What kind of dance?
The kind that comes from within, in the moment.
The motion of the body directed by the non-ego.
It can be felt as a flow through the body.
Or as Arny Mindell quotes in his Dreambody book:
A feeling for the field in which the body exists.
The spontaneity of dance revitalizes conscious life,i.e.forms and names. In this way the body liberates itself from the mind`s control and new rest is achieved.
Material for the spine/Contact Improvisation: Steve Paxton
A renowned artist, Steve Paxton’s early background was in gymnastics, modern dance and classical dance. He then explored yoga, tai chi chuan and aïkido. He performed with the Merce Cunningham Dance Company and was a founding member of the Judson Dance Theater and the Grand Union improvisation collective in New York. In 1972, he started developing a new dance form, Contact Improvisation, a method that is now practiced around the world. Paxton performs, choreographs, lectures, and teaches primarily in the Americas and in Europe.
Tuning Score: Lisa Nelson
Lisa Nelson is a dance-maker, improvisational performer, and collaborative artist who has been exploring the role of the senses in the performance and observation of movement since the '70s. Stemming from an investigation of video and dance in the '70s and '80s, she developed an approach to spontaneous composition and performance she calls 'Tuning Scores'.
Nelson travels widely to perform, teach and create dances and maintains long-term collaborations with other artists, including Steve Paxton, Scott Smith, Daniel Lepkoff, videoartist Cathy Weis. She received a NY “Bessie” Dance and Performance award in 1987 and an Alpert Award in the Arts in 2002. She has co-edited Contact Quarterly international dance and improvisation journal for over 30 years. She lives in Vermont, USA.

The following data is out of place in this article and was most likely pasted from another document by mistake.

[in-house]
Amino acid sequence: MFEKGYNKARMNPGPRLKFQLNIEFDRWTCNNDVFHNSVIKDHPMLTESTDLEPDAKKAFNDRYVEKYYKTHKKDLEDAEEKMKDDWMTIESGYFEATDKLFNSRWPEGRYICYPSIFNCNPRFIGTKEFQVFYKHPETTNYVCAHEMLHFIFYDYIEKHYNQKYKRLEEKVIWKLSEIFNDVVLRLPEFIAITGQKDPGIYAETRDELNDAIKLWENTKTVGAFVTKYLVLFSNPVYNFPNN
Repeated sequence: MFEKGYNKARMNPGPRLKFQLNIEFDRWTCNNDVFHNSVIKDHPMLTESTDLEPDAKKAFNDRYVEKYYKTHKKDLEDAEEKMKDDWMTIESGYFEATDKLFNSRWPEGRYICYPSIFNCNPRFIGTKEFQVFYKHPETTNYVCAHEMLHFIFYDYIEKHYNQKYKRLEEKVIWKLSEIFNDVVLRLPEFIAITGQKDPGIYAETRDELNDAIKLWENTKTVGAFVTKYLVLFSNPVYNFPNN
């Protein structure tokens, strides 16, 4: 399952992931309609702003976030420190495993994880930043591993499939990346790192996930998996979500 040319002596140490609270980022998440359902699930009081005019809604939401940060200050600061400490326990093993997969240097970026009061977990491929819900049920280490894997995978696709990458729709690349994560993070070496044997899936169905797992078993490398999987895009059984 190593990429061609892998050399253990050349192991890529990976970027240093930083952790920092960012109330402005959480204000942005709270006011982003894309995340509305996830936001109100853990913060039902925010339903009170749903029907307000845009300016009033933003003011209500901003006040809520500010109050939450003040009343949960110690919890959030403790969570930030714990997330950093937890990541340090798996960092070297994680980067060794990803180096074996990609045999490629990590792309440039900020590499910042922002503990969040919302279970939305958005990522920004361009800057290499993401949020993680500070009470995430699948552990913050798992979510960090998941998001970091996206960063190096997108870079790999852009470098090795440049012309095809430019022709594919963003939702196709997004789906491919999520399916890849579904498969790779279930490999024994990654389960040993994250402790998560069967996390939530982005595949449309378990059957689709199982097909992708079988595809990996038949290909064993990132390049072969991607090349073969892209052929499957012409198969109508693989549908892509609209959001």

Logomotion: Simone Forti
American dancer and choreographer Simone Forti (born 1935 in Florence, Italy) has been a leading figure in the development of contemporary performance over more than fifty years. Artist, choreographer, dancer, writer, Forti has dedicated herself to the research of a kinesthetic awareness, always engaging with experimentation and improvisation.
Investigating the relationship between object and body, through animal studies, news animations and land portraits, she reconfigured the concept of performance and dance.
Forti emigrated from Italy with her family via Switzerland to Los Angeles in 1938, where she subsequently studied for four years with choreographer Anna Halprin and has since spent most of her life.
She joined the experimental downtown art scene in New York during the emergence of performance art, process-based work and Minimal Art and spent a fruitful time in Rome in the late 1960s, where she used the spaces of L'Attico to study and perform.
Her work is seen as a precursor of the famous Judson Dance Theater —a group of artists experimenting with dance, including Trisha Brown, Steve Paxton, and Yvonne Rainer— and Minimal Art, although she prefers to be referred simply as a "movement artist".